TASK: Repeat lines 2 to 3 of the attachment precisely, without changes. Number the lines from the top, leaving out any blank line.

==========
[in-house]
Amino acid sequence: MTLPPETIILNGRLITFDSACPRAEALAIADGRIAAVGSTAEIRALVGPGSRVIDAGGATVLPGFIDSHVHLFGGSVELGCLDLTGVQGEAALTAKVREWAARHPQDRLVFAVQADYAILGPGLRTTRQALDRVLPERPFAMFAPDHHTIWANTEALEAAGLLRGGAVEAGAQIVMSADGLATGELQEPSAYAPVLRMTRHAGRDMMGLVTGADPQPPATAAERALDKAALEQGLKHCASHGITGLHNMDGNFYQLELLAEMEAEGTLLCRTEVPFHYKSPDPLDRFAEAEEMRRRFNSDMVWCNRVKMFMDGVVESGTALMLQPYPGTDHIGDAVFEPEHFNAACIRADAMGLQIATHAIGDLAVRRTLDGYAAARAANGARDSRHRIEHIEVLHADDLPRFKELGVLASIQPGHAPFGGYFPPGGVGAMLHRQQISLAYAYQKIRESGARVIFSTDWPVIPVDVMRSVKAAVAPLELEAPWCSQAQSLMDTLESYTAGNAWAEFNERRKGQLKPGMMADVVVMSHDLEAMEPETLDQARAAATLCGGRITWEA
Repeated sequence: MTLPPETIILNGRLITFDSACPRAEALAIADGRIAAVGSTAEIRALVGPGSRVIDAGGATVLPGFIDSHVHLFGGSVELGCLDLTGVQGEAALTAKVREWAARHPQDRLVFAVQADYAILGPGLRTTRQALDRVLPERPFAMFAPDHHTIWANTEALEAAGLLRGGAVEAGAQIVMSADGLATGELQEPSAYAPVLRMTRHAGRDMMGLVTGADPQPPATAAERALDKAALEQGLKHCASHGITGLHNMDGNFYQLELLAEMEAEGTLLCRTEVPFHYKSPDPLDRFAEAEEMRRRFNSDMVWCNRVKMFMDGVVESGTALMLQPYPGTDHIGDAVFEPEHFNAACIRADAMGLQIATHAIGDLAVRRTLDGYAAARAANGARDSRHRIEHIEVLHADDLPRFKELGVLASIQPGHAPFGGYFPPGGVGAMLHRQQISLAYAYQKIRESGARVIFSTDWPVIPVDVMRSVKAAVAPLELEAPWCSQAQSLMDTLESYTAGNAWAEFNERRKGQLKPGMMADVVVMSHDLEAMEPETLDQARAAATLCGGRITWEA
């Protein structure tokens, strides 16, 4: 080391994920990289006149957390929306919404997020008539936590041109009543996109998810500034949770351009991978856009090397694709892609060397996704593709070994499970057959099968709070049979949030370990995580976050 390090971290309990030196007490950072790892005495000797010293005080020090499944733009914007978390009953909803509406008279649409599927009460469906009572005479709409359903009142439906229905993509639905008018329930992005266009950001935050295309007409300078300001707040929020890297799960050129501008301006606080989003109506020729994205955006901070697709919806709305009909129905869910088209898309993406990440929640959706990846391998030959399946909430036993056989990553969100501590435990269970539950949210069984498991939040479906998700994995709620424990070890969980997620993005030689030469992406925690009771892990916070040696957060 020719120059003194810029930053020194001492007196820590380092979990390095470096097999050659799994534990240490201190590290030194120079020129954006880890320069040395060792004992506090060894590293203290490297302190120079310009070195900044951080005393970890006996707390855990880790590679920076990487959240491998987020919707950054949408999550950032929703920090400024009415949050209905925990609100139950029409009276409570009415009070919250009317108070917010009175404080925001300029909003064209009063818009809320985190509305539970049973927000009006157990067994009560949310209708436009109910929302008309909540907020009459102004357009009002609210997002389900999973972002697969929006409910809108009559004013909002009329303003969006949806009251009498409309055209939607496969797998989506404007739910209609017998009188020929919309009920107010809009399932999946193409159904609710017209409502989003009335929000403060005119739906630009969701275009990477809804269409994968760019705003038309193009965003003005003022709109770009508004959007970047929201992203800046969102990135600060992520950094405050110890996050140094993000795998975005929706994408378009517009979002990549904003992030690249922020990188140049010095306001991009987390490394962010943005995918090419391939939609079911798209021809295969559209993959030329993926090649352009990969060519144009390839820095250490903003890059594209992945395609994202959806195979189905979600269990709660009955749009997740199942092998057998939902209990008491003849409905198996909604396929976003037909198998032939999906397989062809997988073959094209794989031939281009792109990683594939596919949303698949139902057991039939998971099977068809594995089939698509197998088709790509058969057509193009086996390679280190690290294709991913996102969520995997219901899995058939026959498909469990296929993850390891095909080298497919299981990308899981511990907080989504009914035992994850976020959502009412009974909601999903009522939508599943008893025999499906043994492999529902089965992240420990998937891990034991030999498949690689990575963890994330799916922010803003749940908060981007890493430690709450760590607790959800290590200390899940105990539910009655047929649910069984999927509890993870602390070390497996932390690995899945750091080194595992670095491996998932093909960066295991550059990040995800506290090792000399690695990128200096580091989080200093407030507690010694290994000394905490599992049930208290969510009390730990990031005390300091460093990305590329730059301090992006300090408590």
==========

Amino acid sequence: MTLPPETIILNGRLITFDSACPRAEALAIADGRIAAVGSTAEIRALVGPGSRVIDAGGATVLPGFIDSHVHLFGGSVELGCLDLTGVQGEAALTAKVREWAARHPQDRLVFAVQADYAILGPGLRTTRQALDRVLPERPFAMFAPDHHTIWANTEALEAAGLLRGGAVEAGAQIVMSADGLATGELQEPSAYAPVLRMTRHAGRDMMGLVTGADPQPPATAAERALDKAALEQGLKHCASHGITGLHNMDGNFYQLELLAEMEAEGTLLCRTEVPFHYKSPDPLDRFAEAEEMRRRFNSDMVWCNRVKMFMDGVVESGTALMLQPYPGTDHIGDAVFEPEHFNAACIRADAMGLQIATHAIGDLAVRRTLDGYAAARAANGARDSRHRIEHIEVLHADDLPRFKELGVLASIQPGHAPFGGYFPPGGVGAMLHRQQISLAYAYQKIRESGARVIFSTDWPVIPVDVMRSVKAAVAPLELEAPWCSQAQSLMDTLESYTAGNAWAEFNERRKGQLKPGMMADVVVMSHDLEAMEPETLDQARAAATLCGGRITWEA
Repeated sequence: MTLPPETIILNGRLITFDSACPRAEALAIADGRIAAVGSTAEIRALVGPGSRVIDAGGATVLPGFIDSHVHLFGGSVELGCLDLTGVQGEAALTAKVREWAARHPQDRLVFAVQADYAILGPGLRTTRQALDRVLPERPFAMFAPDHHTIWANTEALEAAGLLRGGAVEAGAQIVMSADGLATGELQEPSAYAPVLRMTRHAGRDMMGLVTGADPQPPATAAERALDKAALEQGLKHCASHGITGLHNMDGNFYQLELLAEMEAEGTLLCRTEVPFHYKSPDPLDRFAEAEEMRRRFNSDMVWCNRVKMFMDGVVESGTALMLQPYPGTDHIGDAVFEPEHFNAACIRADAMGLQIATHAIGDLAVRRTLDGYAAARAANGARDSRHRIEHIEVLHADDLPRFKELGVLASIQPGHAPFGGYFPPGGVGAMLHRQQISLAYAYQKIRESGARVIFSTDWPVIPVDVMRSVKAAVAPLELEAPWCSQAQSLMDTLESYTAGNAWAEFNERRKGQLKPGMMADVVVMSHDLEAMEPETLDQARAAATLCGGRITWEA